31 ODINAFRICA/GLOSS Sea Level Training Course - Oostende, Belgium Nov Methods for Height Determination Space Geodetic Techniques * –GPS, (GLONASS, GALILEO) –DORIS –(SLR, VLBI) Absolute Gravity Spirit Leveling * *Stable Reference / Reference Frame is needed

32 ODINAFRICA/GLOSS Sea Level Training Course - Oostende, Belgium Nov Absolute Gravity: Introduction The “Carter reports” on sea level monitoring recommended the use of Absolute Gravity (AG) as a complimentary technique to CGPS for VLM monitoring. Results from AG measurements at UK tide gauges are presented

33 ODINAFRICA/GLOSS Sea Level Training Course - Oostende, Belgium Nov Absolute Gravity G = Gravitational Constant = 6.67x m 3 kg -1 s -2 M e = Mass of the Earth R e = Radius of the Earth How do we Measure “ g ”? Using free fall methods. Measure x and t of a mass in free fall (in a vacuum) and use the above equation to get g motion ofequation the gives timerespect to with twiceintegrating gttvxx g x  ..

34 ODINAFRICA/GLOSS Sea Level Training Course - Oostende, Belgium Nov Absolute Gravity This machine has a precision and accuracy of about 1-2  gal (1  gal =10 -8 ms -2 ) (1  gal  5mm vertical motion)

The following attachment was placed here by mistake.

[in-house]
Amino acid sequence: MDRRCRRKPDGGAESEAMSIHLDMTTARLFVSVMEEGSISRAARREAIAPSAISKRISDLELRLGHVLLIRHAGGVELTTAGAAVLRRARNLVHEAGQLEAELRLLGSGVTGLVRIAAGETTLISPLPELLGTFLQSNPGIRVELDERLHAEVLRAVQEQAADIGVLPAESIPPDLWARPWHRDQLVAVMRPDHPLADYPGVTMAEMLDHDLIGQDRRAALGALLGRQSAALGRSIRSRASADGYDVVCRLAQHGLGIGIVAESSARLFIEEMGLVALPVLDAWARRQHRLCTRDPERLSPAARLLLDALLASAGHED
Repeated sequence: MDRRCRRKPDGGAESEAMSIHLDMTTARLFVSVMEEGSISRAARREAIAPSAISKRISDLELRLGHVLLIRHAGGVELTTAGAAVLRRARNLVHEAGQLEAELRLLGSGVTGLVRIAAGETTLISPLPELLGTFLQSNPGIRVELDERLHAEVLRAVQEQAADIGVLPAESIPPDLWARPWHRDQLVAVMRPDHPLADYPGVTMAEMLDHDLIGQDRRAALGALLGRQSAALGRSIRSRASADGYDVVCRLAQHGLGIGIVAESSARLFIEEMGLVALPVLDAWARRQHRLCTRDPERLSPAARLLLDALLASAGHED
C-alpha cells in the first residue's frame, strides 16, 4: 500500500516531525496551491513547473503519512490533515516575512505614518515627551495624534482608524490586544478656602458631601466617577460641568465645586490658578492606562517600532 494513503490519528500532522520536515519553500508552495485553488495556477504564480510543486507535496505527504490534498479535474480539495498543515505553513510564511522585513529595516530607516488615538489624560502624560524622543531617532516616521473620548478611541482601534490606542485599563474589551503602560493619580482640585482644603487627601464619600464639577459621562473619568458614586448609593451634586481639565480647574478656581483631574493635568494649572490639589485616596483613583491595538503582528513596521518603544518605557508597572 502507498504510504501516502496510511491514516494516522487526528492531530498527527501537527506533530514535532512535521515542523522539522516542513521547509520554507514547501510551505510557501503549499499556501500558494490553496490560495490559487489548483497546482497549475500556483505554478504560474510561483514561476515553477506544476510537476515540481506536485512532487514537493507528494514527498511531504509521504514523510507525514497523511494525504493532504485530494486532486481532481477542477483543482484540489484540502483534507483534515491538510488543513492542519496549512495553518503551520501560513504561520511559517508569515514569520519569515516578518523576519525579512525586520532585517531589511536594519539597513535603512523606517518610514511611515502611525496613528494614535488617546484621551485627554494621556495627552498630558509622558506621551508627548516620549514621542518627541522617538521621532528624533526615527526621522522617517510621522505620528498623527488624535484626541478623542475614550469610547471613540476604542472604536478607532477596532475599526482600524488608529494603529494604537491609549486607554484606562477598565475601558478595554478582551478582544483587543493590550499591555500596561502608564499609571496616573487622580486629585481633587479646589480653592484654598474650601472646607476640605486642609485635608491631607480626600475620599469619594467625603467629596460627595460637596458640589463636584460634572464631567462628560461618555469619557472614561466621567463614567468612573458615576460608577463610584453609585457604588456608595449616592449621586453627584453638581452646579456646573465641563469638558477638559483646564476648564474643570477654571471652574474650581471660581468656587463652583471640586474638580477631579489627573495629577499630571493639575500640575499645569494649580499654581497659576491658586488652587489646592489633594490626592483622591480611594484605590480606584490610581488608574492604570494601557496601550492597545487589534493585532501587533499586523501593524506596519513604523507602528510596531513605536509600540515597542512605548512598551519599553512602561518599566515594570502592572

35 ODINAFRICA/GLOSS Sea Level Training Course - Oostende, Belgium Nov Absolute Gravity So how does measuring g give us changes in vertical land movement? This assumes there is no additional mass : “Free Air Model” If additional mass is involved then This is the “Bouger Model” mper ms Differentiate the basic equation with respect to distance       e R g R GM g R g R ee e e e  

36 ODINAFRICA/GLOSS Sea Level Training Course - Oostende, Belgium Nov. 2006

37 Methodology Measure for at least 3 days at each site, at least once per year (hopefully!) Data from each day are processed separately and correction made for solid-earth tides, ocean-loading effects, atmospheric pressure, polar motion and comparator response. Single admittance factor and local pressure data are used to correct for atmospheric pressure. Gravity gradients for Newlyn and Aberdeen determined using a relative spring gravimeter